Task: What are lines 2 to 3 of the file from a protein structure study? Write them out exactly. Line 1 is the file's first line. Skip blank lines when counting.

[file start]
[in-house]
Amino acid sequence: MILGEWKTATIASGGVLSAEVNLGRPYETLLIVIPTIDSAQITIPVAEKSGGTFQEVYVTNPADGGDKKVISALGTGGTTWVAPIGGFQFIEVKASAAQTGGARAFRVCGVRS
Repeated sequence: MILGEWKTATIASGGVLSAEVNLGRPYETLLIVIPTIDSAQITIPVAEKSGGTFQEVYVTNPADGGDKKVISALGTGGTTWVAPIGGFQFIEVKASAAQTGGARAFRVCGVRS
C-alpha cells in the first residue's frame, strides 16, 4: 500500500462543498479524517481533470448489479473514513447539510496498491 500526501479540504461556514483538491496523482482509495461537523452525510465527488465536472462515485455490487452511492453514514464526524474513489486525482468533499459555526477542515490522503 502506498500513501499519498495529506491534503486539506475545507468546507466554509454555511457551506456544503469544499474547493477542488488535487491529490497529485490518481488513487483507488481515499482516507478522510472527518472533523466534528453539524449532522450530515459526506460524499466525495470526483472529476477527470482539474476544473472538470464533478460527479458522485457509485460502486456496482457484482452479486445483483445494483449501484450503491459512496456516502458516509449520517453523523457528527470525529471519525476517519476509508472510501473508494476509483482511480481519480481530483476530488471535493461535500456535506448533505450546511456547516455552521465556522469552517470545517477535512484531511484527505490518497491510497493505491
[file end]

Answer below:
Amino acid sequence: MILGEWKTATIASGGVLSAEVNLGRPYETLLIVIPTIDSAQITIPVAEKSGGTFQEVYVTNPADGGDKKVISALGTGGTTWVAPIGGFQFIEVKASAAQTGGARAFRVCGVRS
Repeated sequence: MILGEWKTATIASGGVLSAEVNLGRPYETLLIVIPTIDSAQITIPVAEKSGGTFQEVYVTNPADGGDKKVISALGTGGTTWVAPIGGFQFIEVKASAAQTGGARAFRVCGVRS